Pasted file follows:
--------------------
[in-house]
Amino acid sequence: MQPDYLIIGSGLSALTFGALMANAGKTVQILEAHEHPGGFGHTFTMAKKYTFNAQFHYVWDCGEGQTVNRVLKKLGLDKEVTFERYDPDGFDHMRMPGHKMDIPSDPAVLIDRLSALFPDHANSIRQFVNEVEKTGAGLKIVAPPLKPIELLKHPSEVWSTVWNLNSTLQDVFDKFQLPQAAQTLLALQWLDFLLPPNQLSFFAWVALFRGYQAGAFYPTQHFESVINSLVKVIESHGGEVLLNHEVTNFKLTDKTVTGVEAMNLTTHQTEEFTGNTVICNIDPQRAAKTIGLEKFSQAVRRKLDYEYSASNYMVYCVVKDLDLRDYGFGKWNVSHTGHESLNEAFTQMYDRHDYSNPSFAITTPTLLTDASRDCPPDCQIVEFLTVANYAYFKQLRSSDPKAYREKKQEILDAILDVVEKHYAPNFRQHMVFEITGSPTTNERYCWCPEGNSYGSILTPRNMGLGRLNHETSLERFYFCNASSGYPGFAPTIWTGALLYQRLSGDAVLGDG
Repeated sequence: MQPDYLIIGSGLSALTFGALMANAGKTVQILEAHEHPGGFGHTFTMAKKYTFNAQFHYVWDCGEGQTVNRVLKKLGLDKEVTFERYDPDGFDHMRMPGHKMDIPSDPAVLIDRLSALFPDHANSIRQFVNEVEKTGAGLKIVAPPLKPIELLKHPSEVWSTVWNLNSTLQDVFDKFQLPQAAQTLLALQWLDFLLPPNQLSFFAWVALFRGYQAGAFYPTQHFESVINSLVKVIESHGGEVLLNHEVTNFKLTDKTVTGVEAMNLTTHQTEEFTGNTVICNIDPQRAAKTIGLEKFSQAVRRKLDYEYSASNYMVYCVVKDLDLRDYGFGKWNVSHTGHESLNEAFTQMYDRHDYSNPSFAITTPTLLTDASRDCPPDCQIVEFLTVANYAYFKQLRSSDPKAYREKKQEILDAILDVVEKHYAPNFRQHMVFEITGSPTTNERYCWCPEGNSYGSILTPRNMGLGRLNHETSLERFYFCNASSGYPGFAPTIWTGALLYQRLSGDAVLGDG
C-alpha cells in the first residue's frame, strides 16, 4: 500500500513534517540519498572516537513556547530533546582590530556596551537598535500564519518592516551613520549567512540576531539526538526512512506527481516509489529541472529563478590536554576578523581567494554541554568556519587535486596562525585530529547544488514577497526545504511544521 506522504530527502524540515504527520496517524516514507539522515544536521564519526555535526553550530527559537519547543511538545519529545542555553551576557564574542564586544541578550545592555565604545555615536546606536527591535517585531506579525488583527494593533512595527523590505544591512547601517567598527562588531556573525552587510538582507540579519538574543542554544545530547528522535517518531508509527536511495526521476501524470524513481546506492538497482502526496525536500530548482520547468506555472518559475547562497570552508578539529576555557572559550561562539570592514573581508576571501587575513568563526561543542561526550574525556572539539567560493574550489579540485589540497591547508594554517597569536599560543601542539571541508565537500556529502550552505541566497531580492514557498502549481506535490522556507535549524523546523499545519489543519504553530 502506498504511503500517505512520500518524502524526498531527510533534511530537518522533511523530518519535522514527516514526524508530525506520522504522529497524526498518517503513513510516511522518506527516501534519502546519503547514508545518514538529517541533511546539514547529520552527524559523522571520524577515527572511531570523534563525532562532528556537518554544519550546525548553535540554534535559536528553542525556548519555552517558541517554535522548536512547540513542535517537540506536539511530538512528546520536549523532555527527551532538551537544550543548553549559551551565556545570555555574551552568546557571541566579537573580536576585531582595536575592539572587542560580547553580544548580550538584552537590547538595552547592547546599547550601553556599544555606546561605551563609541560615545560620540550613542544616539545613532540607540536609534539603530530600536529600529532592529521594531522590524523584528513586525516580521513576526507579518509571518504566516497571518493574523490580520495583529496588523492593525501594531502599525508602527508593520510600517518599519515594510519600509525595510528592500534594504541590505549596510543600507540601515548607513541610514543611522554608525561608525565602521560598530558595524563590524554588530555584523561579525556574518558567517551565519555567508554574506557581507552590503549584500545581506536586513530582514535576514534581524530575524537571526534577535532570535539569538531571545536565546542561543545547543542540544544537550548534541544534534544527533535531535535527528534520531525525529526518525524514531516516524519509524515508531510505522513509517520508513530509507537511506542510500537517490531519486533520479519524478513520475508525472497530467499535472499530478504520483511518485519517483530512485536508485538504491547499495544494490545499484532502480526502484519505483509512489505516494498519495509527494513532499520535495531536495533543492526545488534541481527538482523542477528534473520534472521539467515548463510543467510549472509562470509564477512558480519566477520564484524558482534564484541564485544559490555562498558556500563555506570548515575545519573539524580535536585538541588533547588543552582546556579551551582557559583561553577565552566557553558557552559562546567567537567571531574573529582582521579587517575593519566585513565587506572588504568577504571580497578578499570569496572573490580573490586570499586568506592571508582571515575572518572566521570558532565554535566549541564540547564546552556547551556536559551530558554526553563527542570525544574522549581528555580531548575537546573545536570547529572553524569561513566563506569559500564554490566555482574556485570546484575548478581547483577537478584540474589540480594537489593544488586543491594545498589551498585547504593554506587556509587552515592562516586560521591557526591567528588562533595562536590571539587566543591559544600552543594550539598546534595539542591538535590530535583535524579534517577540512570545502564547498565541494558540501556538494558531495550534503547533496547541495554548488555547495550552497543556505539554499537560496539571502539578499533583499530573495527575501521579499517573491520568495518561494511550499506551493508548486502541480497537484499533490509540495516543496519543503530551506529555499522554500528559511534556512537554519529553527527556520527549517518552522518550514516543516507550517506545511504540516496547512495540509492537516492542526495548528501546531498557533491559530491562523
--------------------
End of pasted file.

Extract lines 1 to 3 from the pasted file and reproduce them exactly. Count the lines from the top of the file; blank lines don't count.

[in-house]
Amino acid sequence: MQPDYLIIGSGLSALTFGALMANAGKTVQILEAHEHPGGFGHTFTMAKKYTFNAQFHYVWDCGEGQTVNRVLKKLGLDKEVTFERYDPDGFDHMRMPGHKMDIPSDPAVLIDRLSALFPDHANSIRQFVNEVEKTGAGLKIVAPPLKPIELLKHPSEVWSTVWNLNSTLQDVFDKFQLPQAAQTLLALQWLDFLLPPNQLSFFAWVALFRGYQAGAFYPTQHFESVINSLVKVIESHGGEVLLNHEVTNFKLTDKTVTGVEAMNLTTHQTEEFTGNTVICNIDPQRAAKTIGLEKFSQAVRRKLDYEYSASNYMVYCVVKDLDLRDYGFGKWNVSHTGHESLNEAFTQMYDRHDYSNPSFAITTPTLLTDASRDCPPDCQIVEFLTVANYAYFKQLRSSDPKAYREKKQEILDAILDVVEKHYAPNFRQHMVFEITGSPTTNERYCWCPEGNSYGSILTPRNMGLGRLNHETSLERFYFCNASSGYPGFAPTIWTGALLYQRLSGDAVLGDG
Repeated sequence: MQPDYLIIGSGLSALTFGALMANAGKTVQILEAHEHPGGFGHTFTMAKKYTFNAQFHYVWDCGEGQTVNRVLKKLGLDKEVTFERYDPDGFDHMRMPGHKMDIPSDPAVLIDRLSALFPDHANSIRQFVNEVEKTGAGLKIVAPPLKPIELLKHPSEVWSTVWNLNSTLQDVFDKFQLPQAAQTLLALQWLDFLLPPNQLSFFAWVALFRGYQAGAFYPTQHFESVINSLVKVIESHGGEVLLNHEVTNFKLTDKTVTGVEAMNLTTHQTEEFTGNTVICNIDPQRAAKTIGLEKFSQAVRRKLDYEYSASNYMVYCVVKDLDLRDYGFGKWNVSHTGHESLNEAFTQMYDRHDYSNPSFAITTPTLLTDASRDCPPDCQIVEFLTVANYAYFKQLRSSDPKAYREKKQEILDAILDVVEKHYAPNFRQHMVFEITGSPTTNERYCWCPEGNSYGSILTPRNMGLGRLNHETSLERFYFCNASSGYPGFAPTIWTGALLYQRLSGDAVLGDG